- ROAR Magazine
- February 4, 2018
How do you make people realize they’re in chains? For Soundz of the South (or SOS) – an anti-capitalist resistance collective from Khayelitsha, Cape Town – you give them hip hop.
That injunction dates back to hip hop’s origins in New York City. At street parties in the South Bronx in the 1970s, sound equipment was often wired up to park lampposts. Hip hop’s origins were strictly DIY and, most importantly, a direct reaction to the structural marginalization of communities and the racism of the mainstream media. SOS are carrying on that initial spirit through hip hop activism that is relevant to their own struggles.
As a collective of both activists and artists they are committed to decentralization, direct action, autonomy and self-reliance. Like anarchist thinkers Emma Goldman or Mikhail Bakunin, they believe that hierarchies corrupt and only horizontal organisation can eliminate inequality. Besides recording albums, SOS hosts regular meetings and “critical” documentary screenings, weekly slam sessions, organize protests and discussions, attend regular conferences and have set up campaigns such as “Don’t Vote! Organise!” or initiatives to save Philippi High (a school on Cape Town’s Cape Flats). They also started the Afrikan Hip Hop Caravan, an annual series of events (this is the third edition) currently taking place through the end of December.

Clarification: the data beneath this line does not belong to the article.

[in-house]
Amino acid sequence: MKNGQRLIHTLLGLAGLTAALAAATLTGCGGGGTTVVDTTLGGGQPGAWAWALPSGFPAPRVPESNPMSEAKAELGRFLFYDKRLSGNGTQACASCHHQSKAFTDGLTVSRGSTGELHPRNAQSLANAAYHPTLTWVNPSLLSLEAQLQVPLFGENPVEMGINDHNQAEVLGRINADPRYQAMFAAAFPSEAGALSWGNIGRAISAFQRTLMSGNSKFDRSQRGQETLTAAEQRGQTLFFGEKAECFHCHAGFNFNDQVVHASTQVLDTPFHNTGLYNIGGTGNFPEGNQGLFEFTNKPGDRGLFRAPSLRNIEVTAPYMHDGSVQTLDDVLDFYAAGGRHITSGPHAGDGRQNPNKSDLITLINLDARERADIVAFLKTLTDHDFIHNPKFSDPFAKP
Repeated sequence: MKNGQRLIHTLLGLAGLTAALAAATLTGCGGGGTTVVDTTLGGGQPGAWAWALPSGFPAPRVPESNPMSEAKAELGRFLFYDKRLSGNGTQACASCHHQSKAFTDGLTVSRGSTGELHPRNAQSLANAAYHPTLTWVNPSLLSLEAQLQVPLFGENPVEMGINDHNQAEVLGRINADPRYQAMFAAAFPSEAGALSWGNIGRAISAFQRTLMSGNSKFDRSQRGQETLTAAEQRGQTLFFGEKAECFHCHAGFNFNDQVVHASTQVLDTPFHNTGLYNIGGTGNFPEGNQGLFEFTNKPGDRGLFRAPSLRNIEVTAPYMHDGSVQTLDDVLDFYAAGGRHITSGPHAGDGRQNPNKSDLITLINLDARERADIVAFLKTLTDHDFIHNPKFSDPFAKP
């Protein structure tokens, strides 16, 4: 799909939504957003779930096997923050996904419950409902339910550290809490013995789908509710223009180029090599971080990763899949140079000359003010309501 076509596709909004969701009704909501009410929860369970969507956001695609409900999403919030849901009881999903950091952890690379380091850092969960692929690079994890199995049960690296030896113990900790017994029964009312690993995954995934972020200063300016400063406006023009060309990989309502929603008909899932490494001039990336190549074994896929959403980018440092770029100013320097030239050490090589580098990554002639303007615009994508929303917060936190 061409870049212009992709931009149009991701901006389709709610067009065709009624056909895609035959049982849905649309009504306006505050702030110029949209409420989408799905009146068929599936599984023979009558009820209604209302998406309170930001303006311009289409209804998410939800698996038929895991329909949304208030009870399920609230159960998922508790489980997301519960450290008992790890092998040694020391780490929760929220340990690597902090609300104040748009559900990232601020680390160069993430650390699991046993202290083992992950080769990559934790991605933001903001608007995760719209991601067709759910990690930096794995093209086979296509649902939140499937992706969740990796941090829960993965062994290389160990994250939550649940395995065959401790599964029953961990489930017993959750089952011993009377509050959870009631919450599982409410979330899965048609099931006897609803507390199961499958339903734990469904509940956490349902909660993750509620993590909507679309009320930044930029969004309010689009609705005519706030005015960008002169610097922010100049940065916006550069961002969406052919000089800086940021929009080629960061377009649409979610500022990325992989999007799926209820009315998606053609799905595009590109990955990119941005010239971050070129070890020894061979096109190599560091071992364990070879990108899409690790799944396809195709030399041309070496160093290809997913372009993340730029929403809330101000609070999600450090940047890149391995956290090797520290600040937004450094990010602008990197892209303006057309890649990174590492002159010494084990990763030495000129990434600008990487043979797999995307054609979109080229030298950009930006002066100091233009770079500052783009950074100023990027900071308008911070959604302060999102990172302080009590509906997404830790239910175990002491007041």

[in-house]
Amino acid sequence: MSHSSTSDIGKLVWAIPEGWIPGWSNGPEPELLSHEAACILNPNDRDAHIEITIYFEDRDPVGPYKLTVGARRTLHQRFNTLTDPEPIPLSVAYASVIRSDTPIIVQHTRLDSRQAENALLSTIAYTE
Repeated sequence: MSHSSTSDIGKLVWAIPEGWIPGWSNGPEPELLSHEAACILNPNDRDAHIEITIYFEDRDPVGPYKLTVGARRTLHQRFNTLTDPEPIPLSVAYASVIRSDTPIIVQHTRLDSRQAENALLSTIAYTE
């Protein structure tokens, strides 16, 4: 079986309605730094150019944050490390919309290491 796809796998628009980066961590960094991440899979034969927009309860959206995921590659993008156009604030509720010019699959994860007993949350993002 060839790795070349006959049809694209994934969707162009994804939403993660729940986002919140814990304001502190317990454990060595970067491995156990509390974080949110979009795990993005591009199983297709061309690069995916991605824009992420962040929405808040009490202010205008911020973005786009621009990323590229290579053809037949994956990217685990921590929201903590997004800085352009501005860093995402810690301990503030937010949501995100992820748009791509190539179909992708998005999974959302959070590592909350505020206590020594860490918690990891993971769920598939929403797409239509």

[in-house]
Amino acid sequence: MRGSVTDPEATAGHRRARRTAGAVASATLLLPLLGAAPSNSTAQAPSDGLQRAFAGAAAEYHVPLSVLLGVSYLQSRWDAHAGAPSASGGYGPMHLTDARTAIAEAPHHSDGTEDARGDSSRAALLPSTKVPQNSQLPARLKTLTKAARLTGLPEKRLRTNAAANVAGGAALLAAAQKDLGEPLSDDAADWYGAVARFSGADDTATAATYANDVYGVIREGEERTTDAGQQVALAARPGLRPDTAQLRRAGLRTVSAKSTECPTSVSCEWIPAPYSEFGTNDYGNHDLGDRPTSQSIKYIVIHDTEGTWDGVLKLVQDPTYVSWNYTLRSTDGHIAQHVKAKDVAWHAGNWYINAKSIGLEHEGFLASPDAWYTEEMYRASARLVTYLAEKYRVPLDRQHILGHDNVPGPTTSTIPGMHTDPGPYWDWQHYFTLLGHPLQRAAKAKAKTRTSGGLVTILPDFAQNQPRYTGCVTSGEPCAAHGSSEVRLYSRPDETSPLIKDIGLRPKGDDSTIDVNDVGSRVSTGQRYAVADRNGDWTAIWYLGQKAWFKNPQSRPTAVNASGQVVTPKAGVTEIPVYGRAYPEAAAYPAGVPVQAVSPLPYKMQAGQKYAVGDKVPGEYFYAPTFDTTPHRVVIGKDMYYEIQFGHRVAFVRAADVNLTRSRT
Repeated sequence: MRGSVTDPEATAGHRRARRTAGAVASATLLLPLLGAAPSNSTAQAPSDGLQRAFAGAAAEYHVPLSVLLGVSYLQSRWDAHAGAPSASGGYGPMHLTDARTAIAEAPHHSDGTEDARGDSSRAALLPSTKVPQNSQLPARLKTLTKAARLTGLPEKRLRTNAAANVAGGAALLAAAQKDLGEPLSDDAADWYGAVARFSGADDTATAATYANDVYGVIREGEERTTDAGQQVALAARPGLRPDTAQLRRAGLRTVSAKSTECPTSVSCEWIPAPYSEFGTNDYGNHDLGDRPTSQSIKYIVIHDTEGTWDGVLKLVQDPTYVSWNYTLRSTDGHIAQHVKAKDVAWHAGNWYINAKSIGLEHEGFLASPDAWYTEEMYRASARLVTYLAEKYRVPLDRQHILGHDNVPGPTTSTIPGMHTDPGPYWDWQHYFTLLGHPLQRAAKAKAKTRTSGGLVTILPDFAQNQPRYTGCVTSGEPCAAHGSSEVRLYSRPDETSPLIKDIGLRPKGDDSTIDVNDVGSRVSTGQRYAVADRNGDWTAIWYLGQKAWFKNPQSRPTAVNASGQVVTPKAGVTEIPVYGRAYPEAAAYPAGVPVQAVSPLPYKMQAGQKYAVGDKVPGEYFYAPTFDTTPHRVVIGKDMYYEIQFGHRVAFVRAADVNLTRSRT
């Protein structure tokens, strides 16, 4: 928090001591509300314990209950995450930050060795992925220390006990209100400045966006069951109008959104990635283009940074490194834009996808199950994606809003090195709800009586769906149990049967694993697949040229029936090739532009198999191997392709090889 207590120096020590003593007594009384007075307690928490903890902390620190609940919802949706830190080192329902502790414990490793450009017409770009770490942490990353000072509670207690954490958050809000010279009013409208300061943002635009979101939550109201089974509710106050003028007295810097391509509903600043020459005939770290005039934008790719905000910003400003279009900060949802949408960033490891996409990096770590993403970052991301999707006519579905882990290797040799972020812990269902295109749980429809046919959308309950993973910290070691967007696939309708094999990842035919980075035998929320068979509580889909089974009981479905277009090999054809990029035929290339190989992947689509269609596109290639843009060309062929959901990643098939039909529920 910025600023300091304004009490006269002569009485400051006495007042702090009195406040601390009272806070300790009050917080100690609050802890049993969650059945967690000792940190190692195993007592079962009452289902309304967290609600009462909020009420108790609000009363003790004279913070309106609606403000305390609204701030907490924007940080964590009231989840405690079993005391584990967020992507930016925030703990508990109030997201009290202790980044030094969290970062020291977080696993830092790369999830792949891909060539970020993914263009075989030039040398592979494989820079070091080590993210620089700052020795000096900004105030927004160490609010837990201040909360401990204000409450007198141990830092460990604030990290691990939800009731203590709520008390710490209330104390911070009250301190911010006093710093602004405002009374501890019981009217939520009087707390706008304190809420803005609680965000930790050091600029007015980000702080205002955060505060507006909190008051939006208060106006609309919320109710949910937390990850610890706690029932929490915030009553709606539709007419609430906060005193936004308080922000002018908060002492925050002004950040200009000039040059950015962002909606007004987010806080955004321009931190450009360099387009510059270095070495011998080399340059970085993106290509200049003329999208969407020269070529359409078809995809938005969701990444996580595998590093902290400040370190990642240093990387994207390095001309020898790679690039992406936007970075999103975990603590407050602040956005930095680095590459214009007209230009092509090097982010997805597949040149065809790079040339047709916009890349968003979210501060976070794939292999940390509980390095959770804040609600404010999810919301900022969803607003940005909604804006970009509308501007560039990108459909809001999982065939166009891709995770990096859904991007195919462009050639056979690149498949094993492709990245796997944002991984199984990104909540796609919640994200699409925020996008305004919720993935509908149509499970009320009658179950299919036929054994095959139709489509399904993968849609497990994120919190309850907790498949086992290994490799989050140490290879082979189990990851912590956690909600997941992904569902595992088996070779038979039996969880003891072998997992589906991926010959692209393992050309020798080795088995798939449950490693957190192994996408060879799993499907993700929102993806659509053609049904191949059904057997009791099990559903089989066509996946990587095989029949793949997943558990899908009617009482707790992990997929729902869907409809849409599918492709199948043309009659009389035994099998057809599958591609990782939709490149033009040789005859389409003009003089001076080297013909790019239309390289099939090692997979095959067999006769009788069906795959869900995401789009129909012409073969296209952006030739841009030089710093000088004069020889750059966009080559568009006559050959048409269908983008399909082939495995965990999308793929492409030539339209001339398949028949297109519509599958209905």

Continue reading this article at Africa Is A Country
Source URL — https://roarmag.org/2015/12/15/south-africas-anarchist-hip-hop-collective/